timeline of world history

The Colonial Period

The Revolutionary War Era

The Early Republic

The Age of Expansion

The American Civil War

Reconstruction

The Progressive Era

The World Wars

immigration act of 1965

 

© thenagain info  All rights reserved.

Jefferson Davis is Elected President of the Confederacy

1861

 

Jefferson Davis was born on June 3, 1808 in a log cabin in Kentucky, the sixth child in the Davis family. His family eventually moved to Mississippi. At age eight, he began his schooling, which culminated in his graduation from West Point Academy on June 30, 1828. Following this, he served out on the frontier of Michigan for a few years before taking a more active duty in the Black Hawk War that ended in 1832. In 1835 Davis decided to abandon his career in the army and turn to politics.

Back to "The Civil War" Chronology

In 1845, Davis was elected into the U.S. House of Representatives. While serving here, he made a number of important speeches on the rights of foreign-born citizens and on the expansion of the U.S. into Oregon and California. When war with Mexico erupted in 1846, he was a strong supporter of it. In fact, he signed up as a volunteer and became a hero after using a controversial military maneuver that led his troops to a victory.

The war was officially over in February 1848, but in December 1847, Davis and returned to Washington and was elected into the Senate. Here, Davis was a staunch defender of the Southern lifestyle and institutions, including slavery, even though he felt it was not going to be a permanent condition. He also was opposed to the Compromise of 1850 put forth by Henry Clay, because of his strong beliefs in the Southern lifestyle. In 1853, Davis was appointed by President Franklin Pierce as Secretary of War, an appointment he held until 1857.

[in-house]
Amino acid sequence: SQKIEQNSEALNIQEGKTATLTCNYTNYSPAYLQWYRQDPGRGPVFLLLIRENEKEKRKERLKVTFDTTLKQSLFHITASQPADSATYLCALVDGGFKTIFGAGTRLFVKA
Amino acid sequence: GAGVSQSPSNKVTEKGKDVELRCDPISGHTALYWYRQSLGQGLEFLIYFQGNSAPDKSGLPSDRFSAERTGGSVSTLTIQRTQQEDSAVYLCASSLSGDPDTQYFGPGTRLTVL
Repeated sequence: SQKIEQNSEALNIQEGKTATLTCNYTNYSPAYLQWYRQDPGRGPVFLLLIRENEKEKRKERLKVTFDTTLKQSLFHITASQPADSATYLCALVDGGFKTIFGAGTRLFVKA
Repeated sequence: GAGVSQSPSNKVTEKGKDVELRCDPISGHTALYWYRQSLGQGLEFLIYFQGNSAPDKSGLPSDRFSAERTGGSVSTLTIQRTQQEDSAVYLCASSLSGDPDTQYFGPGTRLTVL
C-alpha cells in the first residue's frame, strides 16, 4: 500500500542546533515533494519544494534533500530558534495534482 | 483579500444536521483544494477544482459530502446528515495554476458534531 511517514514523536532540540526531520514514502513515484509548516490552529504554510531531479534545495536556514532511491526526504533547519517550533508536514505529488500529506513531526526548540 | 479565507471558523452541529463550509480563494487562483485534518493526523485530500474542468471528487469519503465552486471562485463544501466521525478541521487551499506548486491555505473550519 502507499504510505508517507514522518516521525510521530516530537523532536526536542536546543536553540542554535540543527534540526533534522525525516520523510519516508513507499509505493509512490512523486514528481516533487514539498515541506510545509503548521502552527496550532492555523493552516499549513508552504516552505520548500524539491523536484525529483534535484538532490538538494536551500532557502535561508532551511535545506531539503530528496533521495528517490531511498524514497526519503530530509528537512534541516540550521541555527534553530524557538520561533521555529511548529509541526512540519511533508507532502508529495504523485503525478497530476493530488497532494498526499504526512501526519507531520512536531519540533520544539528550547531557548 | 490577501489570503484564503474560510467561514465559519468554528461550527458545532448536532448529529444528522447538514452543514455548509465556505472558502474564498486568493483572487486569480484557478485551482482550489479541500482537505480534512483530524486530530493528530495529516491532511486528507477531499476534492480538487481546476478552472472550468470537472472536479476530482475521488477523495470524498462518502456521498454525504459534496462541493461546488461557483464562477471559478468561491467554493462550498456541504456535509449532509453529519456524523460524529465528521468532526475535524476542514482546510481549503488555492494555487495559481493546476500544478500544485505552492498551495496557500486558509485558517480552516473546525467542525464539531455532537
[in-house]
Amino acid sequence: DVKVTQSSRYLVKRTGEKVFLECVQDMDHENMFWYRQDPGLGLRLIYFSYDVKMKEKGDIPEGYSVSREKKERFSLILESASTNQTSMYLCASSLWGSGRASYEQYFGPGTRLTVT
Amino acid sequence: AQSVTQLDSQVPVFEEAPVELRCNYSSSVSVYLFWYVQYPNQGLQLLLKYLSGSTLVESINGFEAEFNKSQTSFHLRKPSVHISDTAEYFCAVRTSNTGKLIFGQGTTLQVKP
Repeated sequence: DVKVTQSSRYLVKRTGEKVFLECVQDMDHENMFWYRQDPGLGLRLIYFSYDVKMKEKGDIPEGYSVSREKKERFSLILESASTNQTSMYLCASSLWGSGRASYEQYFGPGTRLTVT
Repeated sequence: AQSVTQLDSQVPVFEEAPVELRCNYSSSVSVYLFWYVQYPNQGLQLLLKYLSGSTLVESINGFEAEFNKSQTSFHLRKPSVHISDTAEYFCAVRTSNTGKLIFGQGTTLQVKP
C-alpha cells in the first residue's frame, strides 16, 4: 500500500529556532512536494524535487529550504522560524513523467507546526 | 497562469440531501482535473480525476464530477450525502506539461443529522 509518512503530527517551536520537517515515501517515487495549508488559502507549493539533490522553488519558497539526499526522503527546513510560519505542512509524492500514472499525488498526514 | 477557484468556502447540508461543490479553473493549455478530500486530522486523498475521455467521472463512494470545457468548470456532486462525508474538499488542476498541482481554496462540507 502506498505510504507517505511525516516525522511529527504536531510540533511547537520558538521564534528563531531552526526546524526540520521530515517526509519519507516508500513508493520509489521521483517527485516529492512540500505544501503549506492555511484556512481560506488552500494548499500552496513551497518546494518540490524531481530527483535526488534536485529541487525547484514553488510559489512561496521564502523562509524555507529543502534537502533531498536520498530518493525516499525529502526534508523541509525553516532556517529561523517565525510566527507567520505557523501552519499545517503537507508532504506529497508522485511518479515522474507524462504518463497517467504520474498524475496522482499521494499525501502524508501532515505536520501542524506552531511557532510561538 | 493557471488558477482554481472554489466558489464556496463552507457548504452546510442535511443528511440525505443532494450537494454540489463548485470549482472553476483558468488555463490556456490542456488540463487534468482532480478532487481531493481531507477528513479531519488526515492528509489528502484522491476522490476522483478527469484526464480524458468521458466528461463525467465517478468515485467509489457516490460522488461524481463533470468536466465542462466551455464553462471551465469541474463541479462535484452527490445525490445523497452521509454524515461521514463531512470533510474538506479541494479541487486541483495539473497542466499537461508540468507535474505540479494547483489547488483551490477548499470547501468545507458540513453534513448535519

Following his appointment under Pierce, Davis returned to the Senate where he advocated for the expansion of slavery, but not for secession. When, however, the Southern states began to secede from the Union, Davis resigned from the Senate, and was elected President of the Confederate States of America in 1861. Davis really wanted to have, and would have preferred to have had, a role in the Confederate Army, but he accepted his role as president.

During his time in office, things did not go well for him. Davis was often in disagreement with his Congress, his Cabinet, the governors of the Confederate States, as well as with the generals of the Confederate Army. The Confederate government could not seem to work well together, which ultimately proved to be a reason for the Confederacy’s defeat.

Following the surrender of the Confederate troops in April 1865, Davis was wanted for treason. He managed to evade the Union army until May of 1865 when he was captured, charged with treason, and imprisoned at Fort Monroe, Virginia where he remained until May of 1867 when he was released on bond.

Following his release from prison, Davis and his family traveled in Europe for a few years before returning to the states, where Davis now had trouble earning a living. One possible reason was because he refused to take his oath of allegiance in order to regain his citizenship. He eventually wrote of his experiences in The Rise and Fall of the Confederacy, which did not sell well. Davis lived until 1889 when he died of bronchitis in November of that year.


Bibliography:

Eaton, Clement. Jefferson Davis. New York: The Free Press, 1977.

Schlesinger, Arthur M., ed. The Almanac of American History. New York: The Putnum Publishing Group, 1983.


Edited and Researched by:
Becky Cleaveland
December 17, 1999

Text copyright 1996-2016 by thenagain info All rights reserved.

WebChron Index Then Again